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Troopers who served in WWII as the Last Buffalo Soldiers

They served in all the major campaigns as the invisible soldiers. Trooper Royal Carter | Trooper Harold Cole | Trooper Curtis James | Trooper Fred Jones | Trooper Oliver Muldrew Trooper James Critchfield

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The History of the 10th Cavalry Regiment & the 10th Cavalry Regiment

The History of the 10th Cavalry Regiment. The 10th Cavalry was formed at Fort Leavenworth, Kansas in 1866. Very high standards of recruitment were set by the regiment's commander. By the end of July 1867 eight companies of enlisted men had been recruited. This was the beginning of the 10th Cavalry Regiment later to be named "Buffalo Soldiers", motto: "Ready and Forward". The History of the 9th Cavalry Regiment. The 9th Cavalry was formed in New Orleans, Louisiana in August 3, 1866 by orders of Gen Phillip Sheridan, was authorized to raise one regiment of "colored" cavalry. The new recruits came from Louisville, Kentucky. They were ex-Civil War veterans. Enlistment was for 5 years, with recruits receiving 13 dollars a month, plus room, board, and clothing. They later on were named "Buffalo Soldiers", motto: "We Can, We Will"

Trooper Royal Carter

Served in the Ninth Cavalry Regiment from 1941 to 1944 Rank of CWO in HQ & HQ

 Trooper Royal Carter enlisted in the Ninth Cavalry, U.S. Army, March 7th, 1941, and was assigned to the G-3 Section of Regimental Headquarters, in Fort Riley, Kansas. My duties were as a topographical drafts-man, producing maps for training operations. During the course of this assignment, I was promoted to the ranks of Corporal and Sergeant, with additional duties as a Regimental Color Guard.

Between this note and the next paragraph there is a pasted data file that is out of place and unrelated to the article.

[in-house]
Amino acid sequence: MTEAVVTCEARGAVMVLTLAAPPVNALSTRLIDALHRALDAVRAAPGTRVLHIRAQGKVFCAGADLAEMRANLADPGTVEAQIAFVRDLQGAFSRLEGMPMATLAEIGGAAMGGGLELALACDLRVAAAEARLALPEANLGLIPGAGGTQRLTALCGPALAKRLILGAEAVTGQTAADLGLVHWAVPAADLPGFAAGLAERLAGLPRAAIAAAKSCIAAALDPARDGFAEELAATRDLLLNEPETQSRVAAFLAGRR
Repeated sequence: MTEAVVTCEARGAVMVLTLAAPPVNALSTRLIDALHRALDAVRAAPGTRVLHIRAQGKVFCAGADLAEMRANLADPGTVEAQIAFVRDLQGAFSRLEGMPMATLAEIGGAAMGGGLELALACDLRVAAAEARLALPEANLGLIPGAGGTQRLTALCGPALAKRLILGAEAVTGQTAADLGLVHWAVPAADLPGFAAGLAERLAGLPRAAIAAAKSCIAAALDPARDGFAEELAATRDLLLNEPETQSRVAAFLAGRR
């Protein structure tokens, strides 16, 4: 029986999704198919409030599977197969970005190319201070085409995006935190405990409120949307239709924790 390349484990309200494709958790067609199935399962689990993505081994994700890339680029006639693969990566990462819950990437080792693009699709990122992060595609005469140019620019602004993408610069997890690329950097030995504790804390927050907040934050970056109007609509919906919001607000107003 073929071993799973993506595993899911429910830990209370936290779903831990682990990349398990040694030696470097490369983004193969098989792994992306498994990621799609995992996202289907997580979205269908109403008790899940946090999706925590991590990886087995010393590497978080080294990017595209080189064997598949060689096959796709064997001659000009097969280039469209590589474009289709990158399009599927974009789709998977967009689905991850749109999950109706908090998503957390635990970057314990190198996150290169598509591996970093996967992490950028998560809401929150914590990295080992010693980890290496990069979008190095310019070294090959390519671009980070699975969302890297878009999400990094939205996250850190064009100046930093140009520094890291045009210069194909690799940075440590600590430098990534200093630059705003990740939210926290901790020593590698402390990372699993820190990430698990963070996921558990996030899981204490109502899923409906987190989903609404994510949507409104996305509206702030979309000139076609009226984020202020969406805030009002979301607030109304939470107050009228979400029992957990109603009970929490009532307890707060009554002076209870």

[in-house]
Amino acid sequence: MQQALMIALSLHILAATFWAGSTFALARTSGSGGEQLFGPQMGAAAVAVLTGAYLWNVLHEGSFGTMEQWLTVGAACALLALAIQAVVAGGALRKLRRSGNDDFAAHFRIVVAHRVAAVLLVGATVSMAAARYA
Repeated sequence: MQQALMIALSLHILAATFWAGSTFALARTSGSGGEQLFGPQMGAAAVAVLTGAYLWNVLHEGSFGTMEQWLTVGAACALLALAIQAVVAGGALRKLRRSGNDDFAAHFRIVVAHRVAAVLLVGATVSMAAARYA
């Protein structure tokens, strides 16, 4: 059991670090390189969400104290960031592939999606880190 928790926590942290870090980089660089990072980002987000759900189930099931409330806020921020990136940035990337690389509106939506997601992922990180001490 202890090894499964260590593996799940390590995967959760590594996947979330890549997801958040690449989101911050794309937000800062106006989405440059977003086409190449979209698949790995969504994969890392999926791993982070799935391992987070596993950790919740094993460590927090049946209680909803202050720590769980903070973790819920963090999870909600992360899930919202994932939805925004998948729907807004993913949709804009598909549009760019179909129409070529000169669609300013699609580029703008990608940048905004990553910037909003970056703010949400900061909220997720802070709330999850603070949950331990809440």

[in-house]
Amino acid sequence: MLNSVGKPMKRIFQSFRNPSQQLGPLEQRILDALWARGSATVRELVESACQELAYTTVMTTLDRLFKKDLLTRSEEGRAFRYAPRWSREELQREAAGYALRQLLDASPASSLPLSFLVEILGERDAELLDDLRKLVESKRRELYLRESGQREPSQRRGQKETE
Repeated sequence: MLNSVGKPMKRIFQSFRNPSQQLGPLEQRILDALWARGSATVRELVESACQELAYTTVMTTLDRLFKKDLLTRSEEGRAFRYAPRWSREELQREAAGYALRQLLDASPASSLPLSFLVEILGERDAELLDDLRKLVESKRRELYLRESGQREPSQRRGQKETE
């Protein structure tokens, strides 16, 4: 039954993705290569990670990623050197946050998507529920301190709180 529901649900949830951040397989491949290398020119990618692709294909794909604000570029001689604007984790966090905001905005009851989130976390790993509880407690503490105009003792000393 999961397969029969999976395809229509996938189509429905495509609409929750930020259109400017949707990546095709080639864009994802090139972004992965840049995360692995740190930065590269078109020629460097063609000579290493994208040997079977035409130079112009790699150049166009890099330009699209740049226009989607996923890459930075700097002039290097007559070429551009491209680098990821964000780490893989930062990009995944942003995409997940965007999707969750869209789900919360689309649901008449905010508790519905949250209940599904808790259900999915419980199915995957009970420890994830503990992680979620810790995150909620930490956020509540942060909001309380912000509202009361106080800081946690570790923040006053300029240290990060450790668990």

Trooper Harold S. Cole

Trooper Harold S. Cole was born in North Pelham, New York in 1924. He attended and graduated from New Rochelle High School in 1942.

War was declared on December 7, 1941. He joined the service as soon as he could in 1942. He was assigned to Troop F of the 9th Cavalry. They were segregated at this time, black enlisted men and white officers. In 1944, the army disbanded the 2nd Cavalry Division, which included the 9th & 10th Cavalry Regiments in North Africa.

When the war was over, he joined the United State Air Force, which was integrated. He was crew chief on many types of aircraft, and enjoy travel to many countries. He retired in 1969.

 

Trooper Curtis L. James

Trooper Curtis L. James born in Texarkana Texas, graduated from Macedonia High School May 1940.

At 18 yr of age joined the regular army for three years in Texarkana Texas, sent to Little Rock Arkansas for final physical exam then sent to Ft Riley Kansas. He was assigned to F Troop 9th Horse Cavalry Regiment, six weeks basic training. Then off to Cook & Baking school; Clerical school; Horse Shoeing, and Transportation schools.

After all his training, he was assigned to Gen B.O.Davis SR., the first black General in the US Army, as his Orderly. The sun shine bright on a good Trooper who does his duty well. He had the honor to serve as Personal Orderly to his son B.O. Davis JR., who was a Captain at that time, and helped him pack his belongings for his trip to take command of the 99 Pursuit Squadron in Tuskegee. This unit later on became the famous Tuskegee Airmen with red tail color on their fighter planes.

 

Trooper Fred D. Jones

Trooper Fred D. Jones

Served in the 28th Cavalry Regiment from 1942 to 1944 Rank of Cpl C Troop

 

TROOPER OLIVER MULDREW JR

TROOPER OLIVER MULDREW JR 

 Served in the Tenth Cavalry Regiment from 1941 to 1944 Rank of Staff/Sgt.

TROOPER James H. Critchfield

The Ninth and Tenth Cavalry Regiments were commanded by white officers, some were good and some did not make the grade.

Trooper Critchfield was rated by his men, as a very good officer. This is his story, and experiences with the 10th Cavalry Regiment.

Served in the Tenth Cavalry Regiment from 1940 to 1944 Rank of 1st Lt.

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